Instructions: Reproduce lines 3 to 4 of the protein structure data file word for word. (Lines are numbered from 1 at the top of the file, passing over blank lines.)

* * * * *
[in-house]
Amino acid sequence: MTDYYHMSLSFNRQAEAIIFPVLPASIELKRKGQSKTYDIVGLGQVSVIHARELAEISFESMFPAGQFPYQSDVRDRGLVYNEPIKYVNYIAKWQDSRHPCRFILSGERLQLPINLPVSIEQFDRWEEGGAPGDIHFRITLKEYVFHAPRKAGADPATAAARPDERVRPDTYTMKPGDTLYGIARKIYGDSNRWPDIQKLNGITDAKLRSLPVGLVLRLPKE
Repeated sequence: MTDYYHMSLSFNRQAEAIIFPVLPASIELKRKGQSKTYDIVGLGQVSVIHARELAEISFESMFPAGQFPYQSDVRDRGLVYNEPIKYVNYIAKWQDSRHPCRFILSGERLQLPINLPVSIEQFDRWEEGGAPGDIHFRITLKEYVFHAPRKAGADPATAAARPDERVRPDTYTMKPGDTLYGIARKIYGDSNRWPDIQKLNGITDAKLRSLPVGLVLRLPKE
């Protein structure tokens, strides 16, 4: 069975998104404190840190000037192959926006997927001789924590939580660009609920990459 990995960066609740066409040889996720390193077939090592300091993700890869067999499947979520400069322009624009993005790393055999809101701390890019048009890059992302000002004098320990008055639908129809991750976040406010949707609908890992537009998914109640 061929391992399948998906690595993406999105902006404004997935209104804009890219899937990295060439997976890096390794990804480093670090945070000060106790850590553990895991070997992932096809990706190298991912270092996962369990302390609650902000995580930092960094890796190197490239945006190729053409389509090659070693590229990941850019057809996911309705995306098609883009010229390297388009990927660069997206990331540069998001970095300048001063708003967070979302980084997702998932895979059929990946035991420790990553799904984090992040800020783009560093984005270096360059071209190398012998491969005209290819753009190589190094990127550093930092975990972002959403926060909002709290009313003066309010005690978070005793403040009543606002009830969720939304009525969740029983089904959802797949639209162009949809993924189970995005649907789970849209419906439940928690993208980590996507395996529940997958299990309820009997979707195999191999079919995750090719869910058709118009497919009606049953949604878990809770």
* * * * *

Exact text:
Repeated sequence: MTDYYHMSLSFNRQAEAIIFPVLPASIELKRKGQSKTYDIVGLGQVSVIHARELAEISFESMFPAGQFPYQSDVRDRGLVYNEPIKYVNYIAKWQDSRHPCRFILSGERLQLPINLPVSIEQFDRWEEGGAPGDIHFRITLKEYVFHAPRKAGADPATAAARPDERVRPDTYTMKPGDTLYGIARKIYGDSNRWPDIQKLNGITDAKLRSLPVGLVLRLPKE
């Protein structure tokens, strides 16, 4: 069975998104404190840190000037192959926006997927001789924590939580660009609920990459 990995960066609740066409040889996720390193077939090592300091993700890869067999499947979520400069322009624009993005790393055999809101701390890019048009890059992302000002004098320990008055639908129809991750976040406010949707609908890992537009998914109640 061929391992399948998906690595993406999105902006404004997935209104804009890219899937990295060439997976890096390794990804480093670090945070000060106790850590553990895991070997992932096809990706190298991912270092996962369990302390609650902000995580930092960094890796190197490239945006190729053409389509090659070693590229990941850019057809996911309705995306098609883009010229390297388009990927660069997206990331540069998001970095300048001063708003967070979302980084997702998932895979059929990946035991420790990553799904984090992040800020783009560093984005270096360059071209190398012998491969005209290819753009190589190094990127550093930092975990972002959403926060909002709290009313003066309010005690978070005793403040009543606002009830969720939304009525969740029983089904959802797949639209162009949809993924189970995005649907789970849209419906439940928690993208980590996507395996529940997958299990309820009997979707195999191999079919995750090719869910058709118009497919009606049953949604878990809770």